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socialization so·cial·i·za·tion (sō'shə-lĭ-zā'shən)
The process of learning interpersonal and interactional skills that are in conformity with the values of one's society.
Learning the customs, attitudes, and values of a social group, community, or culture. Socialization is essential for the development of individuals who can participate and function within their societies, as well as for ensuring that a society's cultural features will be carried on through new generations. Socialization is most strongly enforced by family, school, and peer groups and continues throughout an individual's lifetime. (See also acculturation.)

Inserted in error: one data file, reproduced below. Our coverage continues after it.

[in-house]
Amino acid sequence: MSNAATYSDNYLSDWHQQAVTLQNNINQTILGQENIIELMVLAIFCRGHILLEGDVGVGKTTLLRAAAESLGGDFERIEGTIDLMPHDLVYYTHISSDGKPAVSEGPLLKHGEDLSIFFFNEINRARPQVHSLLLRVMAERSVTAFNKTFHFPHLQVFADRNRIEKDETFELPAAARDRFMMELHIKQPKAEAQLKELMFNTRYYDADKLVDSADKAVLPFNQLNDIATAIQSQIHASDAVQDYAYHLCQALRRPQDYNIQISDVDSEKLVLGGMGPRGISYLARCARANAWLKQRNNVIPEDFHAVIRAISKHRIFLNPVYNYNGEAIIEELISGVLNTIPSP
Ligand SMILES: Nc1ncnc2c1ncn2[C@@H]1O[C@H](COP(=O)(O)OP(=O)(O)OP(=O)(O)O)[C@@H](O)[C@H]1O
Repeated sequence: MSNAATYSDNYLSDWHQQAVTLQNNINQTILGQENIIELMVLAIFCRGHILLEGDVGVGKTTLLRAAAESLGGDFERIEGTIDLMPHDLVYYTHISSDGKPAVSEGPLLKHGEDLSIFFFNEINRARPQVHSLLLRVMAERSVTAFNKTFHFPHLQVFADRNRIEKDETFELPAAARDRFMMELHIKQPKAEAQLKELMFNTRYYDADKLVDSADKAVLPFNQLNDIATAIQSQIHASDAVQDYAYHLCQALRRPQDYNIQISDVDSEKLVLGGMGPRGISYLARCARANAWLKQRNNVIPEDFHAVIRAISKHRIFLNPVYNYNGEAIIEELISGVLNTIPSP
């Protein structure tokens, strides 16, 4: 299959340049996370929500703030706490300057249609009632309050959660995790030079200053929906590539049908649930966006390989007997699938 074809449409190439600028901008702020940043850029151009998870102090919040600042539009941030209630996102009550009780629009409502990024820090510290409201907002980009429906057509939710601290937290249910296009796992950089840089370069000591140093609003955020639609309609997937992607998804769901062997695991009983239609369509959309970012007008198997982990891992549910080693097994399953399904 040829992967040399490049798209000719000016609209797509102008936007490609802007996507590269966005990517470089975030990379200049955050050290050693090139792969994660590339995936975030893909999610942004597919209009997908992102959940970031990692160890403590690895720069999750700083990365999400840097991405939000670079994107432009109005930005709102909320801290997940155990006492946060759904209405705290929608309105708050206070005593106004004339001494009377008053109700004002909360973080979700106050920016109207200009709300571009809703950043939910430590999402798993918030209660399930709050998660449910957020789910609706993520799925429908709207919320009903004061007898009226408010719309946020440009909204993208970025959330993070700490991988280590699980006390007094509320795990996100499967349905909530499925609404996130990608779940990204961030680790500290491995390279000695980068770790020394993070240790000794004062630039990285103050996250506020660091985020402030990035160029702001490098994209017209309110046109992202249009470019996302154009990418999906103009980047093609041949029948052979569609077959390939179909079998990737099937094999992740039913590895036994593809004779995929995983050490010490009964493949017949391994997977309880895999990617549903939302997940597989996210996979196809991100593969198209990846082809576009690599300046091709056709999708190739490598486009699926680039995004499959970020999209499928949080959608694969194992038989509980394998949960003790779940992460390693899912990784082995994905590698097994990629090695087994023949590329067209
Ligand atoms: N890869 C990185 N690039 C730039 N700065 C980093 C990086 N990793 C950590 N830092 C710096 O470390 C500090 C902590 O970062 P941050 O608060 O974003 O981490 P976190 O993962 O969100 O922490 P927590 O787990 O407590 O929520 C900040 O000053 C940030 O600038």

the process whereby an individual learns to adjust to a group (or society) and behave in a manner approved by the group (or society). According to most social scientists, socialization essentially represents the whole process of learning throughout the life course and is a central influence on the behaviour, beliefs, and actions of adults as well as of children.